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‘Theney hatiyata aney’

The open economy can provide no solution to this problem. If they pay the farmer what he demands, the consumer will be unable to purchase rice. One thing the businessman can do is to export it to another rice-eating country, if possible. That will send our Gross Domestic Production up. But our citizens will be malnourished skeletons. The open economy can jolly well solve the problems of foreign wheat farmers.
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by Dr. C. J. Senasinghe

(June 07, Colombo, Sri Lanka Guardian) The debacle of our paddy cultivation demands pragmatic economic policies to make life easy for our citizens. Former President Premadasa realised this fact and set up the Janasaviya apparatus inspite of objections from the World Bank. Former President Mrs. Chandrika Kumaratunga boldly strengthened Janasaviya into Samurdhi which appears to be the ideal way for a quicker solution to the problems of the rural poor. The success of Samurdhi shows us that whatever be the demands of donors, we have to judge what action will bring maximum benefit to the people of our country.

We have to accept the fact that the open economy has messed up certain spheres of economic activity of this country. Local industries that thrived in this country before 1977 were badly affected as a result of cheap imports. The maximum amount of damage, however, was sustained by the paddy farmer. This was because the UNP did away with the Paddy Marketing Board. This left the farmer at the mercy of businessmen who came to purchase paddy. The privatised bus service, too, put the man on the road into difficulties. No one seems to be bothered, because aid donors threaten us if the government tries to do something for the benefit of our poor people.
The sale of state economic ventures to the private sector has reduced government income so that nothing much can be done without obtaining "foreign aid." If taxes are increased it will create inflation. Therefore, our way of life is actually determined by foreign powers, fifty eight years after independence.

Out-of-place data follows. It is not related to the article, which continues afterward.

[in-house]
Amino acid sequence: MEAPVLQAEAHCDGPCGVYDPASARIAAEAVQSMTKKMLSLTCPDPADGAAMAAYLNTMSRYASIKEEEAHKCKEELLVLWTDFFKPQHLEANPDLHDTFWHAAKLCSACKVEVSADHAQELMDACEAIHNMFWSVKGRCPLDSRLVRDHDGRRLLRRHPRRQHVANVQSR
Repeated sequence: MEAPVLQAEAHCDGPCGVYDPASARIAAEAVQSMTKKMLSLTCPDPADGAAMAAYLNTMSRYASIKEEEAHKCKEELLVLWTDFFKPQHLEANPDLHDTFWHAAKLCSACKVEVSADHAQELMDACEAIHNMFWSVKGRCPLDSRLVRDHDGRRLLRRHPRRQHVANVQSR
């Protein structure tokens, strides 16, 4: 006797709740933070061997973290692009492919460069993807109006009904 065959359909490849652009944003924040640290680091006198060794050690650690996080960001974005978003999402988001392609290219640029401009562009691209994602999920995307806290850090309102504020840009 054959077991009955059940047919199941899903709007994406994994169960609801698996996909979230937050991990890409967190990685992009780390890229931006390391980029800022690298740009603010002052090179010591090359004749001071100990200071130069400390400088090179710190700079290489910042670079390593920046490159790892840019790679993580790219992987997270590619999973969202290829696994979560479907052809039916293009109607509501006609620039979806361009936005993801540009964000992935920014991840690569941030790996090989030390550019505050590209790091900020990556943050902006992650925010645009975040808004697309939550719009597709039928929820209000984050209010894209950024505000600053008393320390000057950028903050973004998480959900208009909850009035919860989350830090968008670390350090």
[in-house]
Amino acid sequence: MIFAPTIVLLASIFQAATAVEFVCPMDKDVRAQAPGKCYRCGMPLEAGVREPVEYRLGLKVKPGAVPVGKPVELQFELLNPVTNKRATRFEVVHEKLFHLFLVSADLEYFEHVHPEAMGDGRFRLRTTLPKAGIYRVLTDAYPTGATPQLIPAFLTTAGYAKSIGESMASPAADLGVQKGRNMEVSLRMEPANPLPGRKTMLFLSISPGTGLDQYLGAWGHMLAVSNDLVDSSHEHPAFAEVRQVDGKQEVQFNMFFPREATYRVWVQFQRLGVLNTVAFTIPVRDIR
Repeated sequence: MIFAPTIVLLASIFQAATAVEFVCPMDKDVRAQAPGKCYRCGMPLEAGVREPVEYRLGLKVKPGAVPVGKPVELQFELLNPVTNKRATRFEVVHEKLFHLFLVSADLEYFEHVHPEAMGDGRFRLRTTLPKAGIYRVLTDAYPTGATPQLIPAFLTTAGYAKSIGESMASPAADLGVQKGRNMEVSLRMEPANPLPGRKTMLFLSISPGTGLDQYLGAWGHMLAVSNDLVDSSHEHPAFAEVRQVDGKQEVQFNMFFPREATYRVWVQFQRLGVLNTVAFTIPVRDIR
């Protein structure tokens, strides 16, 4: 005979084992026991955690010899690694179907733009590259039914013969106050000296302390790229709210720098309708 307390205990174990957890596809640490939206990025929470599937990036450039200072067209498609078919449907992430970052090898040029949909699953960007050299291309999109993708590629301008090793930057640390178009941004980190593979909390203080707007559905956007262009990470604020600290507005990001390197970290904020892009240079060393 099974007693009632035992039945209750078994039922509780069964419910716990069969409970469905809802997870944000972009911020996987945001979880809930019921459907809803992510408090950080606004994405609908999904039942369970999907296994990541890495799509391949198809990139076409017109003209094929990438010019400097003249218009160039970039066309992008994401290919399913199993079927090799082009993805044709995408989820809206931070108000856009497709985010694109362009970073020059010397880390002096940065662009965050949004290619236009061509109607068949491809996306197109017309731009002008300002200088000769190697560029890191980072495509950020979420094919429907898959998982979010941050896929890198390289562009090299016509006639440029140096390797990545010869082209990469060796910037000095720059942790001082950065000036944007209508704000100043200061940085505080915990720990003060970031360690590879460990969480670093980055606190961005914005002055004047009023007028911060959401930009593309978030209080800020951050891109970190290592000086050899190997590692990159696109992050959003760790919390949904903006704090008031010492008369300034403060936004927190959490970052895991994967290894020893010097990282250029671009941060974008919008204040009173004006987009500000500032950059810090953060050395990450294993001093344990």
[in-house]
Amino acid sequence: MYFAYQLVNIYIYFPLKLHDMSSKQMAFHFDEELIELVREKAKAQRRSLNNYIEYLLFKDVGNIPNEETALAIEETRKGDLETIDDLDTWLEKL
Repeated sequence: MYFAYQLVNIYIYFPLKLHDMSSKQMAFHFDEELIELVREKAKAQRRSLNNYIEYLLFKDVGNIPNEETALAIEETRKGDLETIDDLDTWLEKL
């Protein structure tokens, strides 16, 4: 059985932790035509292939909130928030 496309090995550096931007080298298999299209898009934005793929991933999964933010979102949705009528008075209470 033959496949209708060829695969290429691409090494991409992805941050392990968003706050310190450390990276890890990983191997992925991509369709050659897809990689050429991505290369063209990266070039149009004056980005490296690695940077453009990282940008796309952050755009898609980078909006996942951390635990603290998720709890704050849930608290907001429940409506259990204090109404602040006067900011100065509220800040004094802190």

No doubt, the open economy serves a purpose, but we must know where to draw the line between the ligitimate condition laid down by a donor and an unjustified request, going against the just and legitimate aspirations of our own people.

One such problem that stands before us is that of the paddy farmer. The open economy has put him in a total mess. On the dictates of the World Bank, the subsidy on fertiliser was done away with. Therefore, the farmers expenditure rose. But when production went up with the application of fertilizers, private wholesale buyers were not willing to buy paddy at the farmer’s price. Therefore, many a farmer would have been forced to borrow money from someone else to buy a bottle of insecticide to finish his mission in this world.

The open economy can provide no solution to this problem. If they pay the farmer what he demands, the consumer will be unable to purchase rice. One thing the businessman can do is to export it to another rice-eating country, if possible. That will send our Gross Domestic Production up. But our citizens will be malnourished skeletons. The open economy can jolly well solve the problems of foreign wheat farmers.

This shows that government must create the administrative machinery to purchase paddy from the farmer and sell rice at a reasonable price to the common man.

Therefore, ‘Thaney Hatiyata Aney’ as the Sinhala saying goes, is something our rulers must always keep in mind.
- Sri Lanka Guardian

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